We try to avoid labeling campers or putting too much emphasis on the labels they put on themselves. We want to encourage them to see themselves as capable and worthy of improvement in all areas of their lives. We want them to strive to be the best versions of themselves instead of being complacent with the label they’ve grown so comfortable with.
As campers step out of their comfort zones and try new things, they realize that they are capable of so much more than they thought and that their qualities, strengths, and abilities are not fixed. We want campers to be intrinsically motivated; to try new thing and preserve through hard things to feel good about themselves, not because they are seeking the approval of anyone else.
A summer at camp is about growing, maturing, and improving in all areas of life. Our goal is that campers leave with new friends, new experiences, and a stronger sense of who they are and what a valuable asset they are to the world. And it all starts with how they think about themselves.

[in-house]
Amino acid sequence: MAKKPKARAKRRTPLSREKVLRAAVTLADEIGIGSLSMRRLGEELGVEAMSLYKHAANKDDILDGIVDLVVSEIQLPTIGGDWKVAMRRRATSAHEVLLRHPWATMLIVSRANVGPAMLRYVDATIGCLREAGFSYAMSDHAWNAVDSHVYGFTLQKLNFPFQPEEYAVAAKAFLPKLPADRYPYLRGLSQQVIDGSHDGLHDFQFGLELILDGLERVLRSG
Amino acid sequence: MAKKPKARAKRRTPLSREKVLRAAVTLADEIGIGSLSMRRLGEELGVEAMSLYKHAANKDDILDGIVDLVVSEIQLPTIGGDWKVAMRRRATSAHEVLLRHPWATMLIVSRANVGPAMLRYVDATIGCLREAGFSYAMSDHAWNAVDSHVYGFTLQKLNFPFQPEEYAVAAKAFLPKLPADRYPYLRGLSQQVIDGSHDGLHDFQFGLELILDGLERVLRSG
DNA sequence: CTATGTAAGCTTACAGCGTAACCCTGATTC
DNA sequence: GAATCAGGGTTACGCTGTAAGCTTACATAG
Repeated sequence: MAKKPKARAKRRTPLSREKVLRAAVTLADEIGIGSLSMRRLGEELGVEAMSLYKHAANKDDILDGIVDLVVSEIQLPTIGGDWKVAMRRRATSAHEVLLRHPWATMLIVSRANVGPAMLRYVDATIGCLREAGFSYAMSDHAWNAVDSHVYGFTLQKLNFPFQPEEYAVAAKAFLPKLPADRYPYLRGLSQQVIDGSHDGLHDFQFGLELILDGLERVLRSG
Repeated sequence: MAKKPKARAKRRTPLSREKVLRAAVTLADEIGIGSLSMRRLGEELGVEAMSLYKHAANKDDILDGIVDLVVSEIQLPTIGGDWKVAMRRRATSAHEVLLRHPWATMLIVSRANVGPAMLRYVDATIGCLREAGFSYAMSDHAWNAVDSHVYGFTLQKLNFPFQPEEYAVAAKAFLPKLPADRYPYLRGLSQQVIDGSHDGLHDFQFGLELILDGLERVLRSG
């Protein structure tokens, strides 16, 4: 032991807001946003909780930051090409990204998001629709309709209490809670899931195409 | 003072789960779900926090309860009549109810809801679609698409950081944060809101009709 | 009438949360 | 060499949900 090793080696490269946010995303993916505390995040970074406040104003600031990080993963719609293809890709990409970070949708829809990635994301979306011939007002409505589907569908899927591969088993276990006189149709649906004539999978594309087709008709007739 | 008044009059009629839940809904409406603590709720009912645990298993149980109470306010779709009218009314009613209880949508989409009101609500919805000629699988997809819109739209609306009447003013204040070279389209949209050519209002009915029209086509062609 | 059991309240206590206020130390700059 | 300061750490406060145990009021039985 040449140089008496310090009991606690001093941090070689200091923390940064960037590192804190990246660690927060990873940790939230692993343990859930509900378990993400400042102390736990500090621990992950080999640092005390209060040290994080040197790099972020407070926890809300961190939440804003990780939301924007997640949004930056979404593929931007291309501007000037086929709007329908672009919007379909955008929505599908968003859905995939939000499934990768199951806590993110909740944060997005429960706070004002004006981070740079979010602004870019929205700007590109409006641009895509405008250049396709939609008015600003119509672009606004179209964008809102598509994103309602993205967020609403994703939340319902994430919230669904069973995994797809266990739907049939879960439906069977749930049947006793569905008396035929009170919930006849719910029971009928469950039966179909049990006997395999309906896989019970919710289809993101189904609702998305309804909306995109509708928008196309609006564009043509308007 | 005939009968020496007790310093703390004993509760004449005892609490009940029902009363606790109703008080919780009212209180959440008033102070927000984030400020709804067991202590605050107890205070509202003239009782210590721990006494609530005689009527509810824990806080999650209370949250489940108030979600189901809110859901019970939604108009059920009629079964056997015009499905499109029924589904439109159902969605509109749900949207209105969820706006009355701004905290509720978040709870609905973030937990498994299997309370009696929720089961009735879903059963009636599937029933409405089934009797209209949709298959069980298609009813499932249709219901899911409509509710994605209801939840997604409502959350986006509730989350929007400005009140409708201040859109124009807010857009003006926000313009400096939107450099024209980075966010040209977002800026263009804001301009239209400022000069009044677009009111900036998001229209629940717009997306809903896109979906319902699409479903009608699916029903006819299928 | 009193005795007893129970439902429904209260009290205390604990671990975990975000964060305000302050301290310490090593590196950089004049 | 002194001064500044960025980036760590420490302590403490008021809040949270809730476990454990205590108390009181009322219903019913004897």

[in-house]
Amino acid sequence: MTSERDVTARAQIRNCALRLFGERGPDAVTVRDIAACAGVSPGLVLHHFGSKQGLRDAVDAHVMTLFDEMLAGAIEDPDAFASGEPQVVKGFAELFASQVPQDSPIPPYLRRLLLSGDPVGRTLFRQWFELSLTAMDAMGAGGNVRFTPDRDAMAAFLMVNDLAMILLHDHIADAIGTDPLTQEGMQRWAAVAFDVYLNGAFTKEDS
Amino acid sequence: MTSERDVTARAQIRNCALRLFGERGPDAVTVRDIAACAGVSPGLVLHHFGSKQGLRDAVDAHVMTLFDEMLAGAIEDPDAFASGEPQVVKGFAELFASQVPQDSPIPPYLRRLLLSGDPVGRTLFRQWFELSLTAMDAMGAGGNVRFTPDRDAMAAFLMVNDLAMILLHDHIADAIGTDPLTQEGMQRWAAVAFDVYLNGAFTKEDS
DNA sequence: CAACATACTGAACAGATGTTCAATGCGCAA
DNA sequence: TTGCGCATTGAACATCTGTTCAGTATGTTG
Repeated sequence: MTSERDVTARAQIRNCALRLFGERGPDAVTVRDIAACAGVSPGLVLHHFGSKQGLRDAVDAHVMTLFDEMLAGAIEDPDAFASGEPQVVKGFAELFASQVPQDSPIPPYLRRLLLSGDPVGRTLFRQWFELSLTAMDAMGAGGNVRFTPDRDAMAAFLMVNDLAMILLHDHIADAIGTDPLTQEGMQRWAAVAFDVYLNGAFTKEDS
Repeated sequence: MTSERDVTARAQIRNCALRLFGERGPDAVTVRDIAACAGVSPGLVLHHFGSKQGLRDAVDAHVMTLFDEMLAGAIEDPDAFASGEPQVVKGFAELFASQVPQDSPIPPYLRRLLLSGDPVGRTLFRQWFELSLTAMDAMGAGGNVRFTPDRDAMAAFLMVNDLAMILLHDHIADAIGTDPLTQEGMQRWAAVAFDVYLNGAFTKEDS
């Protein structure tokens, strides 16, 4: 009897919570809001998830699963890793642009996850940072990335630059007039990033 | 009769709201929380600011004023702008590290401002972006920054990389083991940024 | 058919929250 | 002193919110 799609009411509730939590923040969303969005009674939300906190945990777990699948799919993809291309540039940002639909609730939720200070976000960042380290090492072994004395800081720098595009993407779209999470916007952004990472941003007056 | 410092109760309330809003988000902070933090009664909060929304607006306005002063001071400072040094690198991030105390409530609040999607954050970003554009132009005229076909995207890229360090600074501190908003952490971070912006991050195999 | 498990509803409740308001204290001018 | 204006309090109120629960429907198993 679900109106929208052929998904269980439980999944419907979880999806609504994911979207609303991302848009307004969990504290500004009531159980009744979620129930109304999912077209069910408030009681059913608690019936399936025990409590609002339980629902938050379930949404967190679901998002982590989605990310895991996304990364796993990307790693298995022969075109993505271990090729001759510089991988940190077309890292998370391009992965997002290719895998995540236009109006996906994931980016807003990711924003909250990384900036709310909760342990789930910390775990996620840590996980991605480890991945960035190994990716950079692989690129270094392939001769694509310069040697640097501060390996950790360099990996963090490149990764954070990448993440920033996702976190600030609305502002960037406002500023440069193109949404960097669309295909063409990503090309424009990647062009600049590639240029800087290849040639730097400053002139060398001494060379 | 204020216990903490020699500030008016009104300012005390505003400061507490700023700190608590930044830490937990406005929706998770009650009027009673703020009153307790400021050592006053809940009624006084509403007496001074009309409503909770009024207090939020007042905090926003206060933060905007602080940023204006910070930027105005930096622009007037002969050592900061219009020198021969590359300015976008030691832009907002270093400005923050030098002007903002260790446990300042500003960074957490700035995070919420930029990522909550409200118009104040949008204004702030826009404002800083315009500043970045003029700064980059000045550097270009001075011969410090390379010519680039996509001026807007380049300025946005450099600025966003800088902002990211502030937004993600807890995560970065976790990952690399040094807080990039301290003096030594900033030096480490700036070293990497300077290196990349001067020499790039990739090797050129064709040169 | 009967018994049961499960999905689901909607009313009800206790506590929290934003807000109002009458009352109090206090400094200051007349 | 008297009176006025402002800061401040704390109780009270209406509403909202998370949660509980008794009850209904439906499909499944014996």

I’ll admit it… I really enjoy watching Iron Chef America. For a person who likes to cook, what the men and women are able to create in such a short period of time is stunning. One night recently, I caught the tail end of the Thanksgiving Leftovers battle. Alton Brown, the host, quoted Cicero at the end.
Cicero? The Roman writer, philosopher and statesman who lived over two thousand years? Yep, that guy. At the end of a food show. But, it was a completely apt use. Here’s the quote:
A thankful heart is not on the greatest virtue, but the parent of all other virtues.
I really like that quote. And, as you would expect, it (along with the sweet potato soufflé and turkey tortellini) got me thinking about our upcoming Thanksgiving holiday here in the States.